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Discussion on: Why SolidJS: Do we need another JS UI Library?

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Isaac Hagoel

Hi Ryan, huge respect for you and your work. While you make fair points about Svelte (and the other frameworks), I think that the performance and small bundle size are not its main selling points. They are a nice bonus and a way to insult React but as you say, there are frameworks that optimise better for that, Solid is probably the leading one.
The main thing with Svelte, imo, is how elegantly and straightforwardly it lets one express concepts that would be quite painful using other frameworks, like React. I guess it is thanks to the compiler (which turns the .svelte files into something that the browser can understand) and a very good API design.

I am thinking about built in but easily extensible transitions and animations, custom actions, reactivity that requires almost zero syntax, bindings to stuff that aren't normally bindable (like dimensions of stuff), stores and the way they can be combined with actions, the way it utilises custom events etc. It somehow feels very high level and very low level at the same time. Unlike React Hooks, it doesn't make it easy to shoot yourself in the foot with stale closures, infinite rendering loops, out of control effects and such.

Not saying it's perfect, it has bunch of weaknesses, most notably around what can be done with 'slots' and styles.

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Ryan Carniato Author

Svelte has done some really transformative things with its compiler. I was sort of hesitant even publishing this piece since I knew how subjective a lot of this stuff is. I think that experience you talk about is a big part of what attracts people to libraries. I know that I have gone from one end to the other in this regard and I still have admiration for different extremes. I actually joked a couple of weeks back that with the power of reactivity and compiler maybe I could emulate any libraries experience. I was imagining use Solid and JSX with a compiler preprocessor to basically mimic Svelte's API experience or React's. Svelte is just JavaScript executing DOM operations like everyone else.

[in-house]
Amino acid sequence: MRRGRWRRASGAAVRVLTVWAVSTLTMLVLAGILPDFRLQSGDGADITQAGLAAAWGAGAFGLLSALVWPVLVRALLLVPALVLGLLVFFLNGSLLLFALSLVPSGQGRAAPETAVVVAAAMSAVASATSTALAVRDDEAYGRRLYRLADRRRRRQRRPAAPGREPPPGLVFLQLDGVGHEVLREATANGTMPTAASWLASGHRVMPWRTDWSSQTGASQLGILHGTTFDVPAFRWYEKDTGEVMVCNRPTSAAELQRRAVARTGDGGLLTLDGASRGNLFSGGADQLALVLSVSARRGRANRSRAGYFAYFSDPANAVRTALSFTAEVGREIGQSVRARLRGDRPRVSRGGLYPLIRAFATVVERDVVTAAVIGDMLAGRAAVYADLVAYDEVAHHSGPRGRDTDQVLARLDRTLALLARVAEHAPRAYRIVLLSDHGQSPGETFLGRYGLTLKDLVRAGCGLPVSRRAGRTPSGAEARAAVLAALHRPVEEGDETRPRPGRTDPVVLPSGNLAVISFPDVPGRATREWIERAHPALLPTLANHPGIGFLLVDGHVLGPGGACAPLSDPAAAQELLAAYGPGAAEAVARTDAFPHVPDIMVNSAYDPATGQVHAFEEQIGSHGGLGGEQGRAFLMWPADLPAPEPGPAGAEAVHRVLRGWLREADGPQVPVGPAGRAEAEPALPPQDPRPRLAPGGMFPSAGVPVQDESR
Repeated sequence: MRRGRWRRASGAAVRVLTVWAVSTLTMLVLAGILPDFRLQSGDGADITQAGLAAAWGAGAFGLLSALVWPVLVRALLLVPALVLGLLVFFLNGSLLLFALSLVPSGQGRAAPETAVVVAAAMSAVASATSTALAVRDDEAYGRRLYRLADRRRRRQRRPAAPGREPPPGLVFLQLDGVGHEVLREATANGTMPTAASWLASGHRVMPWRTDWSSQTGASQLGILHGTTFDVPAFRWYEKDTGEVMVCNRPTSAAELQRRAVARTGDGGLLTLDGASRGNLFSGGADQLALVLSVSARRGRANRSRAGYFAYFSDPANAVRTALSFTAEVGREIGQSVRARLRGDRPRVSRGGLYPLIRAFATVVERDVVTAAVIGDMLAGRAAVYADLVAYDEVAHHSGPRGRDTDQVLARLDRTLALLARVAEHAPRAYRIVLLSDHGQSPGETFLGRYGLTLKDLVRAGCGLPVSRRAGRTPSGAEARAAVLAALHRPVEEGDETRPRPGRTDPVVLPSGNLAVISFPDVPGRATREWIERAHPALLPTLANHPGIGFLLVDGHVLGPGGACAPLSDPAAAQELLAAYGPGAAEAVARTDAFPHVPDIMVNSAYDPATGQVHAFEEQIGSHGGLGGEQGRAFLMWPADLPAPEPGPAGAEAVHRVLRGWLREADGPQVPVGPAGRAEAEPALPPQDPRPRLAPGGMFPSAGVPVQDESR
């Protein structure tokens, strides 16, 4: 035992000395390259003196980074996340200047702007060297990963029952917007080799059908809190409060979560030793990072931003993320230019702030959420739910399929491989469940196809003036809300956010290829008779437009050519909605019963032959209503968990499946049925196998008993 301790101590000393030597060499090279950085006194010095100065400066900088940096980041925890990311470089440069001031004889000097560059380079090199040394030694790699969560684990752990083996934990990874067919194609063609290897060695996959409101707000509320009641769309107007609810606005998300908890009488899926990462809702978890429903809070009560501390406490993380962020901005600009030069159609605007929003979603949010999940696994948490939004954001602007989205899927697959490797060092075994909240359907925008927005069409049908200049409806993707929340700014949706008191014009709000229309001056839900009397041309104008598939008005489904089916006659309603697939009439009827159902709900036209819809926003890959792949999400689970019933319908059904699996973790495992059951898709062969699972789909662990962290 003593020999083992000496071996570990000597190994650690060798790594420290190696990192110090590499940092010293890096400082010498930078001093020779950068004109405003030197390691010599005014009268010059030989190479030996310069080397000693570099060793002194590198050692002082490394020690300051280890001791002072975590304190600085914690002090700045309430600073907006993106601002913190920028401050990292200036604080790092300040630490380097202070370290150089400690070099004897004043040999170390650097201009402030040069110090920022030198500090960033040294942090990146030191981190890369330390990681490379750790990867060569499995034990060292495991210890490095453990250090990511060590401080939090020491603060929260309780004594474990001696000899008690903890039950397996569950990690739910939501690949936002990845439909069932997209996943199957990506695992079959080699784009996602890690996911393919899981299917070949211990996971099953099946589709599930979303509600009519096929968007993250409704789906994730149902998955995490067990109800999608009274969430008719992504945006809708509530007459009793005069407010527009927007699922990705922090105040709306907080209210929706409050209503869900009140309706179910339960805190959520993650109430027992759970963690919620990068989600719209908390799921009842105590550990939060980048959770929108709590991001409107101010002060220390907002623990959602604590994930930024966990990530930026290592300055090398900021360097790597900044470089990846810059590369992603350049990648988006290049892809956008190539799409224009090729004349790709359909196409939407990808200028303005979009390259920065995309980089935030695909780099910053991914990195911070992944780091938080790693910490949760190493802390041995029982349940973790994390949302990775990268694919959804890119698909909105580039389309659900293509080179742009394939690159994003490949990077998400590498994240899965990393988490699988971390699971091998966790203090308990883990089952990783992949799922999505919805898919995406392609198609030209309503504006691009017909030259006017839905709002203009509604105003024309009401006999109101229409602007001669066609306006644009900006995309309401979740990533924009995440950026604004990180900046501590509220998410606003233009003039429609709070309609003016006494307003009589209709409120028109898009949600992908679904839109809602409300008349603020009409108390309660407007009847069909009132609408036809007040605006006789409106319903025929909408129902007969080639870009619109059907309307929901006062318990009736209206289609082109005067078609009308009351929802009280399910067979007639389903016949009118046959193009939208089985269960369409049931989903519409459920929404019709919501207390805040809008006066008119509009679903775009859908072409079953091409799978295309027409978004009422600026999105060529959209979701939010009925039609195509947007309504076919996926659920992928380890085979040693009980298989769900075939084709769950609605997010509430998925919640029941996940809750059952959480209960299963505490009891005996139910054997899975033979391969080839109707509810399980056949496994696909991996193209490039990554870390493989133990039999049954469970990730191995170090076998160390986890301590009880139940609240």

I think some of the syntax Svelte uses is really powerful. And I've been considering how to use JSX namespaces to offer similar syntax for a different sort of directive extension. I think Svelte does a lot of things very well. My personal preference is to have more transparency on behavior and more extensible composition patterns which is why I stand by the importance of embracing the knowledge of reactivity, since even Svelte has to break that wall once it gets out of Components for things like stores. It's a philosophical thing that Svelte and Vue sort of have in common. They want to ease you in with familiar experience and grow you into more advanced things as holes in the abstraction appear. I don't have any particular issue with strength or weakness of features here, but more the philosophy.

React gets a lot of flack because it is basically always what you see is what you get. Here are the tools just do it. It doesn't attempt to tell you what to do or how to do it. Just these are the pieces you should need and they are always the same. Ultimately I learned to love React more because over time I just naturally got to the same conclusions despite years of fighting it. I'd rather have a few adaptible but powerful simple tools than progressive layers of experience. If you are going to get there anyway, why not start there with a tool that has set its focus in that zone. I agree the Hooks abstraction has issues, which was really the reason I pounced. But this explicit transparent approach gives more control and I appreciate that control. I noticed that for some reason no other reactive library had come to the same conclusions. And I think it came down to them seeing Reactivity as a user ease feature. I see it as the ultimate building block to construct optimal interactive interfaces. So right off the bat my goal was much more aligned with React's.

So maybe that is how I should sum up this whole article:
Solid is to React as
Svelte is to Vue